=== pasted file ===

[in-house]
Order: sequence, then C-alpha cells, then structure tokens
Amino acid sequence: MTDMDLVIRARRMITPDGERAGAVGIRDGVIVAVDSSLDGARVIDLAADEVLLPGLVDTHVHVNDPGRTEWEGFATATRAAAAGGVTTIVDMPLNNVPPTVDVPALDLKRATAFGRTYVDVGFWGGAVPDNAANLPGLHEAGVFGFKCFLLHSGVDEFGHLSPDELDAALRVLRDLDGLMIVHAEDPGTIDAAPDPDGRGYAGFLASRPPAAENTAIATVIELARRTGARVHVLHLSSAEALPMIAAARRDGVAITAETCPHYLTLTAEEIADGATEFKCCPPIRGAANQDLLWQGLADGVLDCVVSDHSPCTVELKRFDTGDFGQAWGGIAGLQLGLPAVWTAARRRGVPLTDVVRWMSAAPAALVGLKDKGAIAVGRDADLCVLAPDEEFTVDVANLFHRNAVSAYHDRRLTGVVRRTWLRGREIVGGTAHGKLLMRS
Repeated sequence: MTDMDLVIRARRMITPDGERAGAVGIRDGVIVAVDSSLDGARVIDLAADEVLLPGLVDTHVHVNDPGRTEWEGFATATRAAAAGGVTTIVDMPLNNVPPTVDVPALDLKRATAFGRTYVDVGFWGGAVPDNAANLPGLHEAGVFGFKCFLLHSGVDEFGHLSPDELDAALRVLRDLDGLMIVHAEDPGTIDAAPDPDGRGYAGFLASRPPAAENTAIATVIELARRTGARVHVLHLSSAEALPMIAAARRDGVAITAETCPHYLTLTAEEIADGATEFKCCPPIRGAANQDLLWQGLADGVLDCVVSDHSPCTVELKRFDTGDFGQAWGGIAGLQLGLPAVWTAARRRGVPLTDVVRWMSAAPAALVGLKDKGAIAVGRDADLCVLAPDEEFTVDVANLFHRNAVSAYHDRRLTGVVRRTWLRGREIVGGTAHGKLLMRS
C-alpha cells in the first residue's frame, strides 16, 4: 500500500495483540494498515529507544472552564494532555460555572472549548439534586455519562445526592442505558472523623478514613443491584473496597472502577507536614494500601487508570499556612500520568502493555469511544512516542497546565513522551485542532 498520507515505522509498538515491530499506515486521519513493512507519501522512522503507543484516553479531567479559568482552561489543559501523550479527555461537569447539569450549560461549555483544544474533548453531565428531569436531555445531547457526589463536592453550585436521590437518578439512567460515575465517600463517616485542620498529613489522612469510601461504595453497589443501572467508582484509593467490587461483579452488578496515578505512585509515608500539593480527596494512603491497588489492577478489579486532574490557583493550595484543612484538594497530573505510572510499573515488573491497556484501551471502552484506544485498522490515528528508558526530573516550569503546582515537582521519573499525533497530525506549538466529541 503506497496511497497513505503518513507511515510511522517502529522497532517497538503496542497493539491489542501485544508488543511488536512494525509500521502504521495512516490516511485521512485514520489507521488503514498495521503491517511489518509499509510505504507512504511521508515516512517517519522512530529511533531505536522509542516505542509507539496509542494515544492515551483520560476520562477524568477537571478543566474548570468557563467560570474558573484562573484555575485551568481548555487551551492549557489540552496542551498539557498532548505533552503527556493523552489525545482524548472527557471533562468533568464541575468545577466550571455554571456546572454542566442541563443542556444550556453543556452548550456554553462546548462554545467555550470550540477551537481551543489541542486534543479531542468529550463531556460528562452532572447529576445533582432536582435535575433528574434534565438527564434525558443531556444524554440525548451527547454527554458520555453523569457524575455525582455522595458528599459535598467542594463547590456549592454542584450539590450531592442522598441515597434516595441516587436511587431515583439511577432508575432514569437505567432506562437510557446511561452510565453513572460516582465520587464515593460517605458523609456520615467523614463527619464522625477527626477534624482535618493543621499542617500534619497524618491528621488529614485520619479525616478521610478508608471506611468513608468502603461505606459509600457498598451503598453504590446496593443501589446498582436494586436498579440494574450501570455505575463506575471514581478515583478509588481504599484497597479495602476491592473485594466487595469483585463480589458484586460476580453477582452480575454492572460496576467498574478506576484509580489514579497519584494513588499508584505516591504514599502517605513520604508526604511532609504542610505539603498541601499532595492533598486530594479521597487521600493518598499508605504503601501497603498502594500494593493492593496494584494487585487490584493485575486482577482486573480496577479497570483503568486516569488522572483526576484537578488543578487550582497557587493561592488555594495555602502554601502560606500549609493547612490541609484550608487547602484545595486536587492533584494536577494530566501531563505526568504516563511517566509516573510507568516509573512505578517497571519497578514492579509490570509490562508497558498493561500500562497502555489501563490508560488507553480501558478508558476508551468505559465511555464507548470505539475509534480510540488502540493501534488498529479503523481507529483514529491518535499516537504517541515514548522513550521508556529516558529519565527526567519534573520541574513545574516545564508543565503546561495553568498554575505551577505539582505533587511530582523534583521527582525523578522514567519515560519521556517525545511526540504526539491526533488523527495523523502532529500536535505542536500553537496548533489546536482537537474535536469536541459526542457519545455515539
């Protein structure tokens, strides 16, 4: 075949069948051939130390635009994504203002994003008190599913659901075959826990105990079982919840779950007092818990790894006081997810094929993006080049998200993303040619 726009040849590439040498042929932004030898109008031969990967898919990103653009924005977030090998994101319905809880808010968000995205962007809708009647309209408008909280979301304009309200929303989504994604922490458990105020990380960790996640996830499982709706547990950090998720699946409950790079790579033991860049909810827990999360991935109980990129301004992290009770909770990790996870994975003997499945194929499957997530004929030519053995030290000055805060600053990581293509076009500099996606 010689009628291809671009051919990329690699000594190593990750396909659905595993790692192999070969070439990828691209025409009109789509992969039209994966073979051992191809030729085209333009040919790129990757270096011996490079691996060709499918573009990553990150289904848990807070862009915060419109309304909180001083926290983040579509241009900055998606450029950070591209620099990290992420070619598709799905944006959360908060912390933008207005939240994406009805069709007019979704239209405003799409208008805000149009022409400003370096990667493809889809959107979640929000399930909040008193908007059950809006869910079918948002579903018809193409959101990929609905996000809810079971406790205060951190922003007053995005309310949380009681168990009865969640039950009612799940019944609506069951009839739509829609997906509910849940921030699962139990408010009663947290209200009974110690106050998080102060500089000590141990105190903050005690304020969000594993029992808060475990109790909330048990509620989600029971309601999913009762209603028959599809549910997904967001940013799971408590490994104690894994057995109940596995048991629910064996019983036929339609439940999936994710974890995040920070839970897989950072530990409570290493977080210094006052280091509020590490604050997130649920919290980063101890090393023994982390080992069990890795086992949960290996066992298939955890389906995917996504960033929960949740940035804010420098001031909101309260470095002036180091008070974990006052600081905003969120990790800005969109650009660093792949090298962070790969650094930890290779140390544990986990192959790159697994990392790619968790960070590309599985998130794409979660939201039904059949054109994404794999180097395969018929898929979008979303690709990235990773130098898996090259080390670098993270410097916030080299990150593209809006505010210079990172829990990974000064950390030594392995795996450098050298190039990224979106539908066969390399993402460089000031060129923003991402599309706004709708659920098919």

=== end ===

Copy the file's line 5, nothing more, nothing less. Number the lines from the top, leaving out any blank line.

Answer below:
C-alpha cells in the first residue's frame, strides 16, 4: 500500500495483540494498515529507544472552564494532555460555572472549548439534586455519562445526592442505558472523623478514613443491584473496597472502577507536614494500601487508570499556612500520568502493555469511544512516542497546565513522551485542532 498520507515505522509498538515491530499506515486521519513493512507519501522512522503507543484516553479531567479559568482552561489543559501523550479527555461537569447539569450549560461549555483544544474533548453531565428531569436531555445531547457526589463536592453550585436521590437518578439512567460515575465517600463517616485542620498529613489522612469510601461504595453497589443501572467508582484509593467490587461483579452488578496515578505512585509515608500539593480527596494512603491497588489492577478489579486532574490557583493550595484543612484538594497530573505510572510499573515488573491497556484501551471502552484506544485498522490515528528508558526530573516550569503546582515537582521519573499525533497530525506549538466529541 503506497496511497497513505503518513507511515510511522517502529522497532517497538503496542497493539491489542501485544508488543511488536512494525509500521502504521495512516490516511485521512485514520489507521488503514498495521503491517511489518509499509510505504507512504511521508515516512517517519522512530529511533531505536522509542516505542509507539496509542494515544492515551483520560476520562477524568477537571478543566474548570468557563467560570474558573484562573484555575485551568481548555487551551492549557489540552496542551498539557498532548505533552503527556493523552489525545482524548472527557471533562468533568464541575468545577466550571455554571456546572454542566442541563443542556444550556453543556452548550456554553462546548462554545467555550470550540477551537481551543489541542486534543479531542468529550463531556460528562452532572447529576445533582432536582435535575433528574434534565438527564434525558443531556444524554440525548451527547454527554458520555453523569457524575455525582455522595458528599459535598467542594463547590456549592454542584450539590450531592442522598441515597434516595441516587436511587431515583439511577432508575432514569437505567432506562437510557446511561452510565453513572460516582465520587464515593460517605458523609456520615467523614463527619464522625477527626477534624482535618493543621499542617500534619497524618491528621488529614485520619479525616478521610478508608471506611468513608468502603461505606459509600457498598451503598453504590446496593443501589446498582436494586436498579440494574450501570455505575463506575471514581478515583478509588481504599484497597479495602476491592473485594466487595469483585463480589458484586460476580453477582452480575454492572460496576467498574478506576484509580489514579497519584494513588499508584505516591504514599502517605513520604508526604511532609504542610505539603498541601499532595492533598486530594479521597487521600493518598499508605504503601501497603498502594500494593493492593496494584494487585487490584493485575486482577482486573480496577479497570483503568486516569488522572483526576484537578488543578487550582497557587493561592488555594495555602502554601502560606500549609493547612490541609484550608487547602484545595486536587492533584494536577494530566501531563505526568504516563511517566509516573510507568516509573512505578517497571519497578514492579509490570509490562508497558498493561500500562497502555489501563490508560488507553480501558478508558476508551468505559465511555464507548470505539475509534480510540488502540493501534488498529479503523481507529483514529491518535499516537504517541515514548522513550521508556529516558529519565527526567519534573520541574513545574516545564508543565503546561495553568498554575505551577505539582505533587511530582523534583521527582525523578522514567519515560519521556517525545511526540504526539491526533488523527495523523502532529500536535505542536500553537496548533489546536482537537474535536469536541459526542457519545455515539